Sustainability and Campus Dining by gfo13259

VIEWS: 9 PAGES: 5

									               A HIGHER EDUCATION
            PRESIDENTIAL ESSAY SERIES




2006 SERIES: “CREATING COMPETITIVE ADVANTAGE”

                   – ESSAY 9 –

    Sustainability and Campus Dining
                                     Sustainability and Campus Dining                                  ESSAY 9




                                     DR. PHILLIP D. CREIGHTON
                                     President, Pacific University




   “Many campuses                    Once, when describing the dining experience on most college and university
                                     campuses, admissions councilors joked about the “freshmen 15” and the
  have been quick to                 “sophomore six.” Now, their marketing and promotional materials trumpet
                                     wholesome foods that are locally purchased and produced by sustainable food
    recognize that a
                                     service practices. Such is the sea change on campuses as more and more
 move to sustainable                 nutritionally and environmentally aware students make decisions about the
                                     foods they eat, and colleges and universities across the country respond. In
 practices is a critical             context of a larger move to sustainable practices on campuses, food service
   initiative that can               providers are rapidly changing what, how, and where foods are purchased, and
                                     how these foods are prepared and presented.
 improve food quality
     and freshness,                  Underlying these changes are students’ preferences for organically and socially
                                     responsible grown foods and a growing awareness of sustainability issues. Many
      enhance the                    campuses have been quick to recognize that a move to sustainable practices is
                                     a critical initiative that can improve food quality and freshness, enhance the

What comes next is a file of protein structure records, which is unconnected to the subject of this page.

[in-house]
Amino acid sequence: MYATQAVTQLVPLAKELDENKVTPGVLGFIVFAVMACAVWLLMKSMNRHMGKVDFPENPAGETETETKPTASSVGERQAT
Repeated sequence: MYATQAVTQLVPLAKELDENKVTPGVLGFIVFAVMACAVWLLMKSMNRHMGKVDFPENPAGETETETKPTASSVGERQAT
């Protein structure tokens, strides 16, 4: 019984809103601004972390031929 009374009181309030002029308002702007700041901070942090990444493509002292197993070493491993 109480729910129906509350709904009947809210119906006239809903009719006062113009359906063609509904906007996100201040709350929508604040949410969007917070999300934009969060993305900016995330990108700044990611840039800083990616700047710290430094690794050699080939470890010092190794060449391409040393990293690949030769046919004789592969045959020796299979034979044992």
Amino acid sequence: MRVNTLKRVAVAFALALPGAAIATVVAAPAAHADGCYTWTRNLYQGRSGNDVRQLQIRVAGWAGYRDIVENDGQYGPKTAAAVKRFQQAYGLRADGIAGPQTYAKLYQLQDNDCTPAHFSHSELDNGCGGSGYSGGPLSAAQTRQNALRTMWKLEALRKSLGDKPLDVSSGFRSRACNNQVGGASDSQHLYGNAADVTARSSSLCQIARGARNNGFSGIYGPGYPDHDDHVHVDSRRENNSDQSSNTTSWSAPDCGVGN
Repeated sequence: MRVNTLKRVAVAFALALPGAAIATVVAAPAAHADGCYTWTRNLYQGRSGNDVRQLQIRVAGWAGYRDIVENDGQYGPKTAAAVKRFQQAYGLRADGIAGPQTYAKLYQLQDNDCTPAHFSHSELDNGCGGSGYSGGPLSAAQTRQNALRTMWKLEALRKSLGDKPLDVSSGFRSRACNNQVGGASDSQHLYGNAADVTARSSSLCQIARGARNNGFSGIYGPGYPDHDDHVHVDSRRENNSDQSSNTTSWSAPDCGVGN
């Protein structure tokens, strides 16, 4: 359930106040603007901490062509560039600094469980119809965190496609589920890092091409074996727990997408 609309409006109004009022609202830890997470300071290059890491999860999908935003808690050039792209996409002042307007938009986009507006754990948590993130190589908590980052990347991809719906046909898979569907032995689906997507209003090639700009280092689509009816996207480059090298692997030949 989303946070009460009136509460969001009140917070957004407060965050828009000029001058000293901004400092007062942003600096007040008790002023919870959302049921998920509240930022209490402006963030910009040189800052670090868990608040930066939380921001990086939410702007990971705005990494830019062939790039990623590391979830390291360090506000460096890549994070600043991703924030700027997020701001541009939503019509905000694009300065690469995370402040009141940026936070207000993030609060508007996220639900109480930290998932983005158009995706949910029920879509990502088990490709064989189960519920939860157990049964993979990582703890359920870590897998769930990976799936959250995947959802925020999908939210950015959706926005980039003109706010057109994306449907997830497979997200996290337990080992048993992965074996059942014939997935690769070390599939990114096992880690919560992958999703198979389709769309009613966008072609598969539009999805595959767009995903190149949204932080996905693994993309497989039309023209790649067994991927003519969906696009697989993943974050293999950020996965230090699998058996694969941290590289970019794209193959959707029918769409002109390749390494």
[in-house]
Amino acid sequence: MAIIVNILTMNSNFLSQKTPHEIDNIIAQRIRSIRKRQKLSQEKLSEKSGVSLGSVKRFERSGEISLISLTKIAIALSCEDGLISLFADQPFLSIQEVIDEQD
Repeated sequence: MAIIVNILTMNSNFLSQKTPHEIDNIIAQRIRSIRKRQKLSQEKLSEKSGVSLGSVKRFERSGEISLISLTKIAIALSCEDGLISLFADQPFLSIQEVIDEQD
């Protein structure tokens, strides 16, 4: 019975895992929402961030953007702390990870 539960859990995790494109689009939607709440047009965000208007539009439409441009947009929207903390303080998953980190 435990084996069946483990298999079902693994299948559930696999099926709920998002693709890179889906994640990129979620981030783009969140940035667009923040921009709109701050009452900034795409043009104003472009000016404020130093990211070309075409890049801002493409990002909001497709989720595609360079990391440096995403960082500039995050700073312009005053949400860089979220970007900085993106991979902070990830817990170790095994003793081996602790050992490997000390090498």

nutritional value of
                                     nutritional value of foods served, reduce organic waste, help support the local
foods served, reduce                 and regional economy, and be an important complement to the curriculum. As
                                     a result, programs such as Farm to Fork, Green Cuisine, and Just4U have
  organic waste, help                developed—not only as a way of responding to the changing preferences, but
   support the local                 also as a way of better educating students about the nutritional content and
                                     the origin of foods they consume. Components of sustainable dining programs,
      and regional                   of course, vary from campus to campus, but most involve purchasing locally,
   economy, and be                   offering organic food choices, and providing vegetarian and vegan
                                     alternatives. Attention is also placed on recycling organic waste and reducing
      an important                   other associated waste.
     complement to
                                     To completely understand the interplay of these concepts, a few definitions
    the curriculum.”                 are needed. At the heart of sustainable food practices is the larger system’s
                                     context that focuses on reducing overall energy and resource consumption,
                                     and sustaining environmental health and stability. The goal of sustainable
  DR. PHILLIP D. CREIGHTON           practices is to “borrow” resources in ways that do not jeopardize supply for
  President, Pacific University      future generations. Often coupled with this basic concept are holistic aspects
                                     of contributing to the local and regional economy, and demonstrating